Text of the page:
This Chironia baccifera shrublet covered in fruit in the Kouga Valley during May was one of the most colourful plants seen there in season. The fruits are eaten by birds and not by people, while several of the plant parts are used medicinally.
The Afrikaans common name of aambeibossie (little haemorrhoids bush) is quite ominous in this regard. Ancient Greek healers had a notion that plants resembling human body parts should be used in treating conditions of those body parts, hence these red fruits in the particular context. During the Middle Ages this notion was elevated in the theological conclusion that God assisted people in mastering science by leaving such clues.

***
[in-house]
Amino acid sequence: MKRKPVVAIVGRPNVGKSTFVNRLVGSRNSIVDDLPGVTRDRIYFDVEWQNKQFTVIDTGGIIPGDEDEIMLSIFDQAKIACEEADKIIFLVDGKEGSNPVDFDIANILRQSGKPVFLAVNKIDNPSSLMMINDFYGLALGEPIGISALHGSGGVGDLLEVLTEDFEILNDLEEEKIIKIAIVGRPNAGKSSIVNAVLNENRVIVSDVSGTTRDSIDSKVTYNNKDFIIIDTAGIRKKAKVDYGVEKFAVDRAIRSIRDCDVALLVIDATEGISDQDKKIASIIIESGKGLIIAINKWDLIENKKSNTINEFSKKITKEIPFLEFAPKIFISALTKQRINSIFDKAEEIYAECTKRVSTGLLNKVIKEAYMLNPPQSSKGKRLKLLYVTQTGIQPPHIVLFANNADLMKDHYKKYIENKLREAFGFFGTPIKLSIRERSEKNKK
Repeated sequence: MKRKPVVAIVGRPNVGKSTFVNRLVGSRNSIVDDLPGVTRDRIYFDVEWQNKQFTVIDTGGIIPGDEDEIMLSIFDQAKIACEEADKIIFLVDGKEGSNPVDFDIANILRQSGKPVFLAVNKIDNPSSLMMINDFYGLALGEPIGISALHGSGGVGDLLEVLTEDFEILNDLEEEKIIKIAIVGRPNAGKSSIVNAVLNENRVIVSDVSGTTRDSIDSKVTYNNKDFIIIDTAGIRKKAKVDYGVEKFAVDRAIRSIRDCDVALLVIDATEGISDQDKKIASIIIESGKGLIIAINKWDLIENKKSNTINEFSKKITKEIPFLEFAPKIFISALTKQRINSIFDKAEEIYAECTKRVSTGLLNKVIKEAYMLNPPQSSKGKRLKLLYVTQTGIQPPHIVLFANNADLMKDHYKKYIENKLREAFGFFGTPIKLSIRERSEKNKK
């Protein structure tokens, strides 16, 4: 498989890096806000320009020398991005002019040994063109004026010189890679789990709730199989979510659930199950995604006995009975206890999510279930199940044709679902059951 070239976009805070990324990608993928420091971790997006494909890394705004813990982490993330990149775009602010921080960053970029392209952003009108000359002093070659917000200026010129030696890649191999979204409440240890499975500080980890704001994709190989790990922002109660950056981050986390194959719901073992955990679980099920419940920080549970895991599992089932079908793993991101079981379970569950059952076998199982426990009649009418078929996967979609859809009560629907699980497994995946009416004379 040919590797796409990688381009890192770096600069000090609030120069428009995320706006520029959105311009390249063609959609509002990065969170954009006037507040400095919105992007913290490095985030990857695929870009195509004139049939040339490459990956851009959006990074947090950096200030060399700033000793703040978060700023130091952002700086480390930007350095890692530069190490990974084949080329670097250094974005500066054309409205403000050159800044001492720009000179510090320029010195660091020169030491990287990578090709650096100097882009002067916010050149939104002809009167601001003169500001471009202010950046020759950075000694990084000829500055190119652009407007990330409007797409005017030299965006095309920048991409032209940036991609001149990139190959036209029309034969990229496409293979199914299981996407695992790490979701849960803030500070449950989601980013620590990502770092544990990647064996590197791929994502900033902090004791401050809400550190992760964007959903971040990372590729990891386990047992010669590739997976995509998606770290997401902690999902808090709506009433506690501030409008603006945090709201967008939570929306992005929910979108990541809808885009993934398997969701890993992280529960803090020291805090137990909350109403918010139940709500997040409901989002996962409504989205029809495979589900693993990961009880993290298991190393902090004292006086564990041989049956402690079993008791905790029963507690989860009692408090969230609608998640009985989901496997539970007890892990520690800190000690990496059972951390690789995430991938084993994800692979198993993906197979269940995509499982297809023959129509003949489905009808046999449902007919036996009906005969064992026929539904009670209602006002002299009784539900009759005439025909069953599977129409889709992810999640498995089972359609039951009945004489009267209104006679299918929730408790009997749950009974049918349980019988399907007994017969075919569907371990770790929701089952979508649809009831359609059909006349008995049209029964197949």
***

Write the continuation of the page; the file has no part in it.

Another scientific curiosity related to this plant is the pinkish purple flower colour of several Chironia species, appearing very similar to the human eye. Carpenter bees that pollinate flowers of the genus can see ultraviolet light and therefore differentiate the species on the basis of flower colour.
They can also buzz around the flowers to dislodge the pollen from the anthers at a particular frequency of wing movement. Not quite recognised as the inventors of buzz pollination, but co-evolved with their partner plant species to add this phenomenon to the wonders of veld ecology (Curtis-Scott, et al, 2020; iNaturalist).